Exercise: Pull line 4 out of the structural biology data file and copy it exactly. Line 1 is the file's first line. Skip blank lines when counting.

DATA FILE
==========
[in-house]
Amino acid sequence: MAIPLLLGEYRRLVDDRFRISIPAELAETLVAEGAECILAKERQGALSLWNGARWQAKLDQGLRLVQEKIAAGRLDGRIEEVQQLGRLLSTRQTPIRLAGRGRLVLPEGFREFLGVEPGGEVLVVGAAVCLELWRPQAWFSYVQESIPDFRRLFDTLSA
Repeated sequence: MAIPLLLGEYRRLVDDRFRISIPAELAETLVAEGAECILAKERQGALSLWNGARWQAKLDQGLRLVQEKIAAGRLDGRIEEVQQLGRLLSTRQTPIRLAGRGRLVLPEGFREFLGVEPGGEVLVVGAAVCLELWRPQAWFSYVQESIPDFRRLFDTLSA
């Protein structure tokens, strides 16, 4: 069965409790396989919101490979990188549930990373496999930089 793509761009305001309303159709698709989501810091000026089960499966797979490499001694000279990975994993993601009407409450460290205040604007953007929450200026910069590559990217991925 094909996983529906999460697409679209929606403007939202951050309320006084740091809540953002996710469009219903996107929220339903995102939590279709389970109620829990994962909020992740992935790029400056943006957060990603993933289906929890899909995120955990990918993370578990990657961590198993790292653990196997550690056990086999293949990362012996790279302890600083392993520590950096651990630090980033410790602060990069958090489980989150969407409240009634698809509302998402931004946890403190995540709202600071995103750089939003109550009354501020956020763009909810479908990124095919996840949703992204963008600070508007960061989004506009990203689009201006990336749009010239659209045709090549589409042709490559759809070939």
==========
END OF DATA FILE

């Protein structure tokens, strides 16, 4: 069965409790396989919101490979990188549930990373496999930089 793509761009305001309303159709698709989501810091000026089960499966797979490499001694000279990975994993993601009407409450460290205040604007953007929450200026910069590559990217991925 094909996983529906999460697409679209929606403007939202951050309320006084740091809540953002996710469009219903996107929220339903995102939590279709389970109620829990994962909020992740992935790029400056943006957060990603993933289906929890899909995120955990990918993370578990990657961590198993790292653990196997550690056990086999293949990362012996790279302890600083392993520590950096651990630090980033410790602060990069958090489980989150969407409240009634698809509302998402931004946890403190995540709202600071995103750089939003109550009354501020956020763009909810479908990124095919996840949703992204963008600070508007960061989004506009990203689009201006990336749009010239659209045709090549589409042709490559759809070939």